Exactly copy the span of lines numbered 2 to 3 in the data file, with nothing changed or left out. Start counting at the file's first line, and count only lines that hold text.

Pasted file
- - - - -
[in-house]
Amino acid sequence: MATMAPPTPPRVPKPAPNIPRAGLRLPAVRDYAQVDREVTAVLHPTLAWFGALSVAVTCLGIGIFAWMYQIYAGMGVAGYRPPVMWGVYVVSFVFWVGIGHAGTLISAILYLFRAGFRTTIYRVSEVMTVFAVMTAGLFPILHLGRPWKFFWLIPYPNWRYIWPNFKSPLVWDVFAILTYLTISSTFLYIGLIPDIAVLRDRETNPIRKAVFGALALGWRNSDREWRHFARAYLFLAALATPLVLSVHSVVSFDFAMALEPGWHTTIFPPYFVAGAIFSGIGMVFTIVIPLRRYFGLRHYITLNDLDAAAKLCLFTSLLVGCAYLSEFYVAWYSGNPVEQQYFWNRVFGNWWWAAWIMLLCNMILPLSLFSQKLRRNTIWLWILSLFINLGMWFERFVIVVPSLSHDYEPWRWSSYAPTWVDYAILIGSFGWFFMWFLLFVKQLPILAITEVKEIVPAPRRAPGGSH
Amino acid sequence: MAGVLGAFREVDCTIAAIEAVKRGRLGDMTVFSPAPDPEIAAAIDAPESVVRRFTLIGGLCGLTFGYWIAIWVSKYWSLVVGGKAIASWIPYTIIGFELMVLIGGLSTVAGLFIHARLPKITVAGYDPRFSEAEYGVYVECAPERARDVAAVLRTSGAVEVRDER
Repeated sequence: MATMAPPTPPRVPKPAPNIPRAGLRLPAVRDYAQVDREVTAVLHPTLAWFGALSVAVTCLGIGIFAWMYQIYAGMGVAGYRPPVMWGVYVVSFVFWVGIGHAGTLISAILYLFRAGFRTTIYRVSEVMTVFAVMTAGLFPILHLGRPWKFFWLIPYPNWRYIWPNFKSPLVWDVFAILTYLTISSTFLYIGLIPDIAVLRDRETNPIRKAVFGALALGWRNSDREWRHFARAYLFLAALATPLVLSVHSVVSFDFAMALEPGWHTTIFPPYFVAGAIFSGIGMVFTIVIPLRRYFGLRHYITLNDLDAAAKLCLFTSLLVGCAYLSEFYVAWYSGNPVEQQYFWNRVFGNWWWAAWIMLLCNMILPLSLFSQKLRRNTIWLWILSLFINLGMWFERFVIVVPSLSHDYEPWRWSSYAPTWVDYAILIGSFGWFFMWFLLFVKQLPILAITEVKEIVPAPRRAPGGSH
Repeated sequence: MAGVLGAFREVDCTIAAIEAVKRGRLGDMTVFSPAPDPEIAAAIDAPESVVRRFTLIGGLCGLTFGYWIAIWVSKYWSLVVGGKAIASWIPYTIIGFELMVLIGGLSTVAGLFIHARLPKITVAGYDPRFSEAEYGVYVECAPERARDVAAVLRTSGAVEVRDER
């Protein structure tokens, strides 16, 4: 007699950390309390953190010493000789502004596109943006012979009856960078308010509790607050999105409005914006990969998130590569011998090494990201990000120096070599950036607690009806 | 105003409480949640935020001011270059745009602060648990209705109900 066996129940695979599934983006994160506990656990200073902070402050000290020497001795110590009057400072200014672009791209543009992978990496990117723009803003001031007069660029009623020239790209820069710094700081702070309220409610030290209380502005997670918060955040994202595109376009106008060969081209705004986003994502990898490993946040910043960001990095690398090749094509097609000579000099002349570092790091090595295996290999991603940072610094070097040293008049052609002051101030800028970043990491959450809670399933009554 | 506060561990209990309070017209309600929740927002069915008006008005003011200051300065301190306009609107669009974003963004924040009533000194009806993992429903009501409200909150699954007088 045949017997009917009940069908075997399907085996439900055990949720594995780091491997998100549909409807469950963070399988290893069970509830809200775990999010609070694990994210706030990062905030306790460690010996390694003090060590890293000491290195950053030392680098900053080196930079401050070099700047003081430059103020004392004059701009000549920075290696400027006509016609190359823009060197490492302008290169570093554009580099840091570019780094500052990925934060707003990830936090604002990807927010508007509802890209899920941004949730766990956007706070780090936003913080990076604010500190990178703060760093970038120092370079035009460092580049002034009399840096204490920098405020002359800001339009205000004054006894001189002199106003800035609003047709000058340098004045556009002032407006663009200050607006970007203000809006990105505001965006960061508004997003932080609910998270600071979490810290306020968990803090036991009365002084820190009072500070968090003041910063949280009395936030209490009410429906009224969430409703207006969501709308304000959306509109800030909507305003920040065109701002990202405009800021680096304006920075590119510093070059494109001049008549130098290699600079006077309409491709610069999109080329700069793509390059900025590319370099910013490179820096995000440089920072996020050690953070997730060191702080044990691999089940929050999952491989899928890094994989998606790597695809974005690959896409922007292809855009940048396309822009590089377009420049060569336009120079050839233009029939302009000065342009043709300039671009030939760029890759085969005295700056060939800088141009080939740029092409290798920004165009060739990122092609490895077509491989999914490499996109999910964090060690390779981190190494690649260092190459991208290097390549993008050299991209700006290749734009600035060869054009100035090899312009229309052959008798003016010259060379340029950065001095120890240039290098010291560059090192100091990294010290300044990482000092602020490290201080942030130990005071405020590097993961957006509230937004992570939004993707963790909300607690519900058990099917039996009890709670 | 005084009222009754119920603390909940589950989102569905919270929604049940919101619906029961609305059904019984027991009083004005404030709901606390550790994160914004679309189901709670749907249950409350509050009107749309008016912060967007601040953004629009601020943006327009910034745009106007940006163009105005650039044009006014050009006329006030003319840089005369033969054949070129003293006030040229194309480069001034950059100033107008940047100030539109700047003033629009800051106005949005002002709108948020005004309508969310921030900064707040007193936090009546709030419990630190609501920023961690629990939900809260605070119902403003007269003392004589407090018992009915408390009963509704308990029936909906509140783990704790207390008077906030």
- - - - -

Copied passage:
Amino acid sequence: MATMAPPTPPRVPKPAPNIPRAGLRLPAVRDYAQVDREVTAVLHPTLAWFGALSVAVTCLGIGIFAWMYQIYAGMGVAGYRPPVMWGVYVVSFVFWVGIGHAGTLISAILYLFRAGFRTTIYRVSEVMTVFAVMTAGLFPILHLGRPWKFFWLIPYPNWRYIWPNFKSPLVWDVFAILTYLTISSTFLYIGLIPDIAVLRDRETNPIRKAVFGALALGWRNSDREWRHFARAYLFLAALATPLVLSVHSVVSFDFAMALEPGWHTTIFPPYFVAGAIFSGIGMVFTIVIPLRRYFGLRHYITLNDLDAAAKLCLFTSLLVGCAYLSEFYVAWYSGNPVEQQYFWNRVFGNWWWAAWIMLLCNMILPLSLFSQKLRRNTIWLWILSLFINLGMWFERFVIVVPSLSHDYEPWRWSSYAPTWVDYAILIGSFGWFFMWFLLFVKQLPILAITEVKEIVPAPRRAPGGSH
Amino acid sequence: MAGVLGAFREVDCTIAAIEAVKRGRLGDMTVFSPAPDPEIAAAIDAPESVVRRFTLIGGLCGLTFGYWIAIWVSKYWSLVVGGKAIASWIPYTIIGFELMVLIGGLSTVAGLFIHARLPKITVAGYDPRFSEAEYGVYVECAPERARDVAAVLRTSGAVEVRDER